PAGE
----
Anyone who thinks Facebook will soon revolutionise politics should be shot. Ok, maybe I exaggerate slightly, but military-style executions aren’t so bad, are they?
But seriously, since Social Networking and Web 2.0 become increasingly used buzzwords in the media landscape and journalists sign up in droves, I expect this question to crop up much more.
(picture from this Guardian profile of founder Mark Zuckerberg)
I have now been fervently addicted to the website Facebook for several months now. Of course my excuse is that I wanted to learn how social networking works and what political opportunities it can offer. Unfortunately the short answer is: not much and not anytime soon. So if anyone out there is trying to sell you a political campaign through social networks now, fire them.
To be fair, Facebook has many advantages over its competitors for those interested in politics and social issues.
The most important is the homepage, which notifies you of developments on your own profile and offers a glance at what your friends have been doing. It works brilliantly as the electronic equivalent of word-of-mouth hype because everyone can be plugged into what their peers are reading, buying, watching at the cinema or checking out on YouTube. You can even announce that you’ve split up from your partner and are now ‘Interested in Random Play’. Anyway, I digress.
For niche commercial or non-profit organisations hoping to build up a profile through word-of-mouth this is the holy grail. For politics the evidence is less clear. While I’m not sure it helps politicians attract more people to support their campaigns, it certainly accelerates the proliferation of social issue groups.
For example your friends know if you’ve joined a group for vegetarians; to end honour killings; build inter-faith dialogue or even to boycott Nestle. They may be tempted to follow you or you can invite them with ease.
The recent introduction of outside applications has taken this to another level. Barack Obama’s team almost instantly introduced their own application informing you of their candidate’s activities. Another application list all the US politicians on Facebook, allowing you to declare support for.
And there are applications that engage users in other ways. You can list and join causes and donate money to them; make a pledge; work with others to drive change or simply display a clock telling you when Bush will be out of office. Hours of fun, if you’re a political junkie like me.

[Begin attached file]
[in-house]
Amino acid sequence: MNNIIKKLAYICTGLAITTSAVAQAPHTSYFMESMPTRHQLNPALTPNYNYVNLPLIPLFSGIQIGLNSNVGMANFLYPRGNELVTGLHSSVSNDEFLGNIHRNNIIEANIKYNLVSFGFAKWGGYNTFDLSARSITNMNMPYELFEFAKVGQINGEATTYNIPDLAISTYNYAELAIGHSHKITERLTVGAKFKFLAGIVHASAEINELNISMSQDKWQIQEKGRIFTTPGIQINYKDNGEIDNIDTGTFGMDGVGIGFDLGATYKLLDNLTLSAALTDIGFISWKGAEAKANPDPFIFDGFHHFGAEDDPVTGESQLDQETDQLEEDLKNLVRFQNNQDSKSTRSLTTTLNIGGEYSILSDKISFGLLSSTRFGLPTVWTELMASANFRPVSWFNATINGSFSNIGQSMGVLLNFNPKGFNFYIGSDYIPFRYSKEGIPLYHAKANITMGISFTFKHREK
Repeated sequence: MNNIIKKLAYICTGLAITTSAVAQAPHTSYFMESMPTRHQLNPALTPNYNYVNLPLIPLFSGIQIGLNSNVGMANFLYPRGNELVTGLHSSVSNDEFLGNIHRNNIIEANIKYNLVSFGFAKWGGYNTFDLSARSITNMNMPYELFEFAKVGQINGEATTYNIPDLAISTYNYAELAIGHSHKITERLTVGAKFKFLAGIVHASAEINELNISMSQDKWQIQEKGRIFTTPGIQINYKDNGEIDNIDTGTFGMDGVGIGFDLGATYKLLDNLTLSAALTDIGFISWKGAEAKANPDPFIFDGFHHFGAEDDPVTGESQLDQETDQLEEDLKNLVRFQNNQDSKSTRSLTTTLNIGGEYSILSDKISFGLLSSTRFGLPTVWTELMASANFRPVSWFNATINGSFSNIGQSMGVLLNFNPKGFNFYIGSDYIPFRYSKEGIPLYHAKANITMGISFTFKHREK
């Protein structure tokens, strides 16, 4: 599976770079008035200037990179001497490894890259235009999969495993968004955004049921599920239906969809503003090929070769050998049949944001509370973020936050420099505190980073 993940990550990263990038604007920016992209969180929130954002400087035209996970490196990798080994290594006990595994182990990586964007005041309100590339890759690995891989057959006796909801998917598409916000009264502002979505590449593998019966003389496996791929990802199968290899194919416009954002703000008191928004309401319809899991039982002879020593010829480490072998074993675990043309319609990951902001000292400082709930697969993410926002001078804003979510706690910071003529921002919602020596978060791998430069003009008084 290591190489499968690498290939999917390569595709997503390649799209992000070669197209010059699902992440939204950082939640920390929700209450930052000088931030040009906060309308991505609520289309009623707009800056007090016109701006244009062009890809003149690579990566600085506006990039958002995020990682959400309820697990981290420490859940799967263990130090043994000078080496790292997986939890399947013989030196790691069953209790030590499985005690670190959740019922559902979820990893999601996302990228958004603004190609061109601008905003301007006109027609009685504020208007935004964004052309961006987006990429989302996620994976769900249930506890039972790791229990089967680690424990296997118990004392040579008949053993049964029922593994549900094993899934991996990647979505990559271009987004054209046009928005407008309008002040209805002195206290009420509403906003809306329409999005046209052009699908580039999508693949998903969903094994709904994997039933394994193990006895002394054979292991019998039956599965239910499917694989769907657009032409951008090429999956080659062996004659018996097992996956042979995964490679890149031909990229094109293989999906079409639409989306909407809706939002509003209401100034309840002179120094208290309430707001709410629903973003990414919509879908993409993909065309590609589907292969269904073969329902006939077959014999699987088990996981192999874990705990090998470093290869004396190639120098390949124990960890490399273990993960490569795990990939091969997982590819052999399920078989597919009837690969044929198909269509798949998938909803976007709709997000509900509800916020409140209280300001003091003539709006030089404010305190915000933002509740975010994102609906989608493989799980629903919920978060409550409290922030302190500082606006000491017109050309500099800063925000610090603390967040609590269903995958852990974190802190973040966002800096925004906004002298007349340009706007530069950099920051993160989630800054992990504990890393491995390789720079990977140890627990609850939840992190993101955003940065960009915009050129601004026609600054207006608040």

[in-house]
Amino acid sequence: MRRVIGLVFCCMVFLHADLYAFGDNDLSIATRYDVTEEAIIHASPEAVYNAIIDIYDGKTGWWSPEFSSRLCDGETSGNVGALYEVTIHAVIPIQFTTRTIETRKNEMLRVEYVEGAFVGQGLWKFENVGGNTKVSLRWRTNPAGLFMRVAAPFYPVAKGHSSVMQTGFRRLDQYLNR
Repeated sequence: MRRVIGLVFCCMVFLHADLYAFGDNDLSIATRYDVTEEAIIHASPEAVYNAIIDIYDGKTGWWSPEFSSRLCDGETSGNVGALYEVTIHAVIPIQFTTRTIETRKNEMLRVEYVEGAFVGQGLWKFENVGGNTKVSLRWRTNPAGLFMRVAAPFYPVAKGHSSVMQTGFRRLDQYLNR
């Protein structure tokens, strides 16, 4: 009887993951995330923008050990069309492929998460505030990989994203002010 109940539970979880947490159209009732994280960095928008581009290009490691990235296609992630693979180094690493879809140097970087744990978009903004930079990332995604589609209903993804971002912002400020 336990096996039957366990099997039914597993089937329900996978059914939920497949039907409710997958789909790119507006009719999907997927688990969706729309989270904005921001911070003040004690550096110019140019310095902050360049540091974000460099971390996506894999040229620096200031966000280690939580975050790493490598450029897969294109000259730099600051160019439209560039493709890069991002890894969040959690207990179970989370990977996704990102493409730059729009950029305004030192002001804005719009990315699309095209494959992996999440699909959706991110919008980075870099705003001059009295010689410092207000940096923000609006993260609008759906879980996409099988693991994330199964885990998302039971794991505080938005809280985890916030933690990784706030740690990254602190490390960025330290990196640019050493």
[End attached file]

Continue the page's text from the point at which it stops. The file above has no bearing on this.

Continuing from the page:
The technology is still naescent and it is likely that more sophisticated applications will eventually arrive to allowing more interactivity and involvement. But while the future looks bright, right now the sky is fairly overcast.
The first obvious limitation of Facebook is numerical – there aren’t enough people using it compared to traditional tools such as email, for political engagement.
More than that however its Groups system is fairly useless. People sign up to Groups more as a form of fashion statement, indicating a vague interest, rather than a plan of action. Even though Plane Stupid has over 600 members for example, I doubt anywhere near would go on a demonstration. Plus the functionality is bog standard. The only useful function of starting a group is being able to easily email all its members. Constructive discussions are rarely had.
Unsurprisingly then, politicians are unsure how to use Facebook. Among my ‘friends’ I can count Ming Campbell, Hilary Benn, Hazel Blears (actually I ditched her recently) and Peter Hain. None of the Labour deputy leadership candidates sent any email to their friends during the election. The only ones I got were from Jon Cruddas’ campaign, and he’s not even signed up.
So while I share some of Mark Hanson’s optimism in an article on CIF earlier this week, social networking is unlikely to offer tangible benefits to politicians here or in the United States in the near future.
Platforms such as Myspace, Bebo and Facebook do however present themselves as great places to recruit members. But they then have to be taken out of the platform to ensure proper interaction.
On current form it offers more opportunities to single-issue groups such as Greenpeace to raise money and awareness of campaigns, or for others to mobilise people around peace demonstrations. How all this changes in the long term is anyone’s guess. But the future is not yet here.
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Filed in: Party politics,Technology